Andrew Whittaker cringed as the backdoor slammed shut behind him. Thankfully, there wasn’t anyone around to reprimand him, but his childhood memories about not slamming the door echoed through his head.
His dad in particular had not been fond of all the loud noises, but with four boys in the house, some concessions had to be made.
The scent of warm hay and horse flesh met Andrew’s nose and he took in a deep breath of it. He’d never considered himself to be a country type of person. Nor a man who could be content raising and riding horses.
But a strange sense of peace cascaded over him as he started the feeding. It was the same thing each day, and the thirteen horses that he and his brothers owned relied on Andrew to take care of them now that his younger brother, Eli, had moved to California to start a life there with his new wife.
Eli had bought most of these animals, and Andrew had not been happy to have them passed to him. At first. But now…now Andrew craved this early-morning animal care before he had to don the power suit and put on his public face for Springside Energy.
His older brother, Graham, was the CEO of the company, but Andrew had returned to Coral Canyon as the company’s public relations director about a year and a half ago. He had the degree, and his brother needed him.
Honestly, the older Andrew got, the more he realized how much family meant to him. Especially since he couldn’t seem to find someone to fall in love with and make a family of his own.
A cream and brown horse lifted his head over the door and snuffed at Andrew. “Hey, Wolfy,” he said, reaching over to stroke the horse’s nose. Eli liked Second to Anne the best, but that made sense since his late wife’s name had been Anne. But Andrew had taken quite a liking to Wolfgang, and the horse always seemed happy to see him, and they’d spent a lot of hours in the mountains surrounding the lodge where Andrew now lived alone.
Well, not really.
“Bree’s doin’ okay,” he told Wolfgang as if the horse had asked. The part-time interior decorator and gardener Graham had hired years ago had become full-time as she’d taken over Eli’s responsibilities around the lodge with scheduling the horseback riding and other events at the lodge.
So much had changed in just the few weeks since Eli’s wedding, with Andrew moving out of the basement and those rooms going up on the website for guests. Bree had moved into the room down the hall from Andrew, and he’d thought it might be awkward at first, with them being the only two living in the lodge now.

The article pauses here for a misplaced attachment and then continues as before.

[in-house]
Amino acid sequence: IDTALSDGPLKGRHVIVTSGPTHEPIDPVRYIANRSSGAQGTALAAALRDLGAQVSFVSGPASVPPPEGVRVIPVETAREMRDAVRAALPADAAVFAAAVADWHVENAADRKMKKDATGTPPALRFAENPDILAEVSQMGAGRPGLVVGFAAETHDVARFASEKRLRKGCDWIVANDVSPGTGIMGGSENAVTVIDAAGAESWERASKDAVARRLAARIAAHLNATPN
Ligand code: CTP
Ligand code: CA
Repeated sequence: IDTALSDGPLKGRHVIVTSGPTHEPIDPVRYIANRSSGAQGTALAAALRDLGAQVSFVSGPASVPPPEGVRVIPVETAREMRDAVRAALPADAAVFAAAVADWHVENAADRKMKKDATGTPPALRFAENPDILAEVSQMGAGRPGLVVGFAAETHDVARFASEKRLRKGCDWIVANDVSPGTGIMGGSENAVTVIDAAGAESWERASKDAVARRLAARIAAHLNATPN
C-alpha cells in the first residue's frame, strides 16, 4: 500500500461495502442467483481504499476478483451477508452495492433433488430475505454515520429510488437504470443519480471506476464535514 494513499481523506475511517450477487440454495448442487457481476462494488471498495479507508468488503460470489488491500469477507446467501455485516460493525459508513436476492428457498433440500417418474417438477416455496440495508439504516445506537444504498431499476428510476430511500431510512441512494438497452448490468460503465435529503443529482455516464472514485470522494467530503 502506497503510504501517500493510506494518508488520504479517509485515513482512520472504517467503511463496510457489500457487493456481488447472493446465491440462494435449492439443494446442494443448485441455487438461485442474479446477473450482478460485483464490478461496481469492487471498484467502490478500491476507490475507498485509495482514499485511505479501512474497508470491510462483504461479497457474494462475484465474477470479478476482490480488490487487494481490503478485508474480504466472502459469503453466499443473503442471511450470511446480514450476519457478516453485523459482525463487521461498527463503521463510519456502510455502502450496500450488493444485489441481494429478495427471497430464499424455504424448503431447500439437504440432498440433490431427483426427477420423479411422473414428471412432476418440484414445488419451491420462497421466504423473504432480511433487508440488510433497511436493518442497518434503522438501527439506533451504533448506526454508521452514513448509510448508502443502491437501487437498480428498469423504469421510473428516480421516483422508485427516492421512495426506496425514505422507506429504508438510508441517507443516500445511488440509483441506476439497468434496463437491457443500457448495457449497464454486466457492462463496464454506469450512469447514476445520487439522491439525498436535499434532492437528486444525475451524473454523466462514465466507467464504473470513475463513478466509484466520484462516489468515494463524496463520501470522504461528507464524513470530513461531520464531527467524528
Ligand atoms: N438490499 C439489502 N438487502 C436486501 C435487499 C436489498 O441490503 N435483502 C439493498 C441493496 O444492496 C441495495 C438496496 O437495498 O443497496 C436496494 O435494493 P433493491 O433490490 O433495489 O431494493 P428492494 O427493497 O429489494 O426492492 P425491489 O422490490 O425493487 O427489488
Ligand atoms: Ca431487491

But it wasn’t. He’d entertained an idea about asking her out for about five minutes, but there was no spark between them.
Plenty of sparks when she’d accidentally put a bowl with metal around the rim in the microwave and then grabbed it out with her bare hands.
“The bandages are almost off,” he continued as he fed Wolfgang and moved down to the next stall. She still handled everything she needed to, because she could tap on a speaker icon and book groups for the theater room in the basement, or for horseback riding birthday parties, or whatever else she did.
Andrew wasn’t sure what the events at the lodge were, honestly. He spent so much time at Springside, with its building about ten miles northeast of the town of Coral Canyon, that he rarely got home before dark. Even then, he’d stop by the kitchen for whatever Celia had left for him, and stumble down the hall to his bedroom. He didn’t interact with guests or deal with much else at the lodge.
“Goin’ riding today?” he asked Goldie, an older horse at the end of the row. “I know you are. Make sure you edge over closer to a child.” The cream-colored horse was getting up there in years, which made her calm and approachable, but she couldn’t go as far as she used to.
“I’m gearing up for the unveiling of Graham’s robot. October first is the big day.” Not that the horses in the stable knew when October would come, but Andrew had just over three weeks to get everything in line for the huge announcement about a robot that would hopefully make Andrew’s job easier. Everyone’s job should be easier with the invention that would be able to detect the gasses Springside mined without having to drill.